1. Underwear shopping
As a first step, take your child underwear shopping. Allowing them to pick out some fun underwear, with their favourite colour, cartoon characters or images can help children get excited to wear them.
2. Decide on a weekend
It’s best to start on a weekend or a long weekend without many activities happening. As toilet training is a big change for your little one, staying at home and going about your regular routine without much distraction is the best way to keep your toddler from feeling overwhelmed.
Before the weekend you intend to start, begin to talk to your child about saying goodbye to their nappies, why they are going and that they will start to be a ‘big kid’ from now on and use the toilet/potty to go.
3. Show and tell
Start to involve your toddler when your use the bathroom and the toilet. Invite them into the room while you go whenever possible, talking through the process, using verbal cues as you go so they can draw the link when they start the process, getting them to push the flush button and wash their hands with you each time. A visual demonstration from a trusted and loved parent or older sibling can help to normalise the experience and give toddlers the confidence to be comfortable around the toilet, especially if they are nervous about the flush or the toilet seat.
While there are many ways to go about toilet training, the process should be specific to each child, their needs and how they respond to the process:
• Start by giving your toddler a big cup of water straight away when they wake up. While they would have already used their nappy by the time they wake up, this will help to stimulate their body’s digestive system for the rest of the day.
• Try to check in with your little one regularly to help them monitor their body and what they’re feeling. Asking questions like, “how is your body feeling?” or “Does your tummy feel like doing a wee or a poo?” can help children t start to connect to their bodies more.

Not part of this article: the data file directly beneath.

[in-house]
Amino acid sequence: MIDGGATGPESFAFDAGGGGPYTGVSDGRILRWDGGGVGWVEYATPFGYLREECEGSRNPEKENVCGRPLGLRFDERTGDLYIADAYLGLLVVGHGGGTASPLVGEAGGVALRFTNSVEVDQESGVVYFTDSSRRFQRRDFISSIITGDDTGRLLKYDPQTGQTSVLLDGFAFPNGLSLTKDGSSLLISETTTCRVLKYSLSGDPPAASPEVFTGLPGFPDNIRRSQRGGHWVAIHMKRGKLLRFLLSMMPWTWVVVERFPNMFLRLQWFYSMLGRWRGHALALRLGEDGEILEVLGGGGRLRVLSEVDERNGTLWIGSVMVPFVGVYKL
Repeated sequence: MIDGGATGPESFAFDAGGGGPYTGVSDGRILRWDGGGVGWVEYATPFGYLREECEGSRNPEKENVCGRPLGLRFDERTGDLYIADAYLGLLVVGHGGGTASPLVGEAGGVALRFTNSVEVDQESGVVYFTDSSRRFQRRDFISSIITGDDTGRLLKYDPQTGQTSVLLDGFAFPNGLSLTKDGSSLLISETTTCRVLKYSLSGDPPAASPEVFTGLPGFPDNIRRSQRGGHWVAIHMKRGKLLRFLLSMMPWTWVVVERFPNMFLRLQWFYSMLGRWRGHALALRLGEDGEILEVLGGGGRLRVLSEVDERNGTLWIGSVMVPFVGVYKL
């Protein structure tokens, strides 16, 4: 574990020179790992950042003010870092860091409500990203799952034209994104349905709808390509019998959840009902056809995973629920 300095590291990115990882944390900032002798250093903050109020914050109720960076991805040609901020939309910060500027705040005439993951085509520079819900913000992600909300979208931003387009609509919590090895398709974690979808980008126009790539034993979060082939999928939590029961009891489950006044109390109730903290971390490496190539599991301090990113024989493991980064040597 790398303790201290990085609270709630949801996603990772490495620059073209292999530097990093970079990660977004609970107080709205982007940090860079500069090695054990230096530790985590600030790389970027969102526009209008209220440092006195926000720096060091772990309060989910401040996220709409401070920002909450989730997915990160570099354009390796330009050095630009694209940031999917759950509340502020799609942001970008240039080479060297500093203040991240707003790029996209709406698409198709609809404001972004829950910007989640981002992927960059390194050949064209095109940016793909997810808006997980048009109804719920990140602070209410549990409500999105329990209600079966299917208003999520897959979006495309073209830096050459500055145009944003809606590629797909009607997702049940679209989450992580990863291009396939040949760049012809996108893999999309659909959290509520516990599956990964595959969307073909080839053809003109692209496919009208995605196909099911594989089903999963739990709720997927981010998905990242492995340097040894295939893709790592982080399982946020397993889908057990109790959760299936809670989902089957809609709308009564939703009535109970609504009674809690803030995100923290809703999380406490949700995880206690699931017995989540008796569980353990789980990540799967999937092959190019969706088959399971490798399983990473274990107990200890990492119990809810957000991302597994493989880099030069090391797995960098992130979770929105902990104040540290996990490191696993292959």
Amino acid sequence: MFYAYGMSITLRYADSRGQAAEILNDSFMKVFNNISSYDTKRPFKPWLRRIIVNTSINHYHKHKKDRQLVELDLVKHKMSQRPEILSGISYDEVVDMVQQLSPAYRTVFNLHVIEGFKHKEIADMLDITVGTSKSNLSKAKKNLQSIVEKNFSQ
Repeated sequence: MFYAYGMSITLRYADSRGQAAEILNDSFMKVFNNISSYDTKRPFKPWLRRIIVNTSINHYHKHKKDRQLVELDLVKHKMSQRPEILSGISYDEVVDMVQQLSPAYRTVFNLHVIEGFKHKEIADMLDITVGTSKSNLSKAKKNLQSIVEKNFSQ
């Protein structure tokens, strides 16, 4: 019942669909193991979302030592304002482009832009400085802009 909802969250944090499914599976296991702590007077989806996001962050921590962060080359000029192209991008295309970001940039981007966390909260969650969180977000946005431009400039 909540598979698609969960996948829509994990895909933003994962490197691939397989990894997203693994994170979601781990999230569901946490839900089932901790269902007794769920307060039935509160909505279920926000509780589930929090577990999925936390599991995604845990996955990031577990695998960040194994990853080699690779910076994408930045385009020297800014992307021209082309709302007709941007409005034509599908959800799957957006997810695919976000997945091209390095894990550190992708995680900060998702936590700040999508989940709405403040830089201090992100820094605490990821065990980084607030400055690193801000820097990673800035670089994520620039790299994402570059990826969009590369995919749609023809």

• Use encouraging words and phrases to get them to go to the toilet when they show signs like wriggling around, passing wind, becoming quiet or moving away from you. For example, “do you want me to help you go to the toilet?”, or “do you feel like going to the toilet?” can help children evaluate their bodies and understand their feelings.
• Check in with your child regularly about connecting with their body and any urges they may have, especially when they change activities like when they go from playing to lunchtime.
• When your child wants to go, sit them on the toilet, and let them leave when they are ready. Forcing them to stay on the toilet for an arbitrary amount of time can cause anxiety around toileting, and they know their body best. Straining to go can cause other damage to their muscles and is unnecessary.
• Remember that this is you and your child learning to master a new skill together, not you ‘training’ someone into compliance. You’re a team, and your child won’t have accidents or make a mess simply to spite you. If they do have an accident, play it cool, remind them they aren’t wearing a nappy and ask if they need to finish off their wee or poo on the toilet.
Depending on your toddler’s personality, you could ask them to assist you with clean-up, by passing paper towels or spraying disinfectant on the area – but some toddlers are more likely to want to play in the mess, so listen to your gut about your toddler’s temperament when it comes time to clean up!
Choose your little one’s clothes carefully when you’re helping them use the toilet. Avoid clothes that are hard to get on and off quickly, avoid too many layers, and avoid clothes that mimic the feeling of a nappy.
In fact, you may even want to avoid undies for the first day or two – while your toddler is busy playing away, anything that tricks their mind into thinking they have a nappy on as they always have can contribute to accidents. If they do have an accident, being able to actually see what has come out of their body can help connect the feeling with the action for some children.
Keeping your child clean and dry during the process will help them to feel good about going to the bathroom. Learning how to control their body’s natural tendencies properly and when to excrete them can be a very vulnerable time for your little one, so make sure that when cleaning and wiping, to stay calm and use a gentle tone when speaking. This will help children not think that going to the bathroom is a punishment but an easy experience.
• Once your child has finished their business on the toilet or potty, wipe their bottom until they can do it themselves. Make sure to wipe from front to back, especially for girls. If they resist you wiping them, empower them to have a go themselves and either guide their hand, practice taking turns, or they do it and then you ‘check’ for anything leftover.
• When toilet training boys, you can place a ping pong ball in the toilet to help them aim, and once they’ve finished their wee, teach them to shake afterwards to remove any excess urine. Some kids or parents prefer to begin by sitting them on the toilet or potty to go, which can get a little messy. In this case, show them how to tuck everything so it’s facing down into the toilet or potty and have plenty of baby wipes handy to clean up quickly afterwards.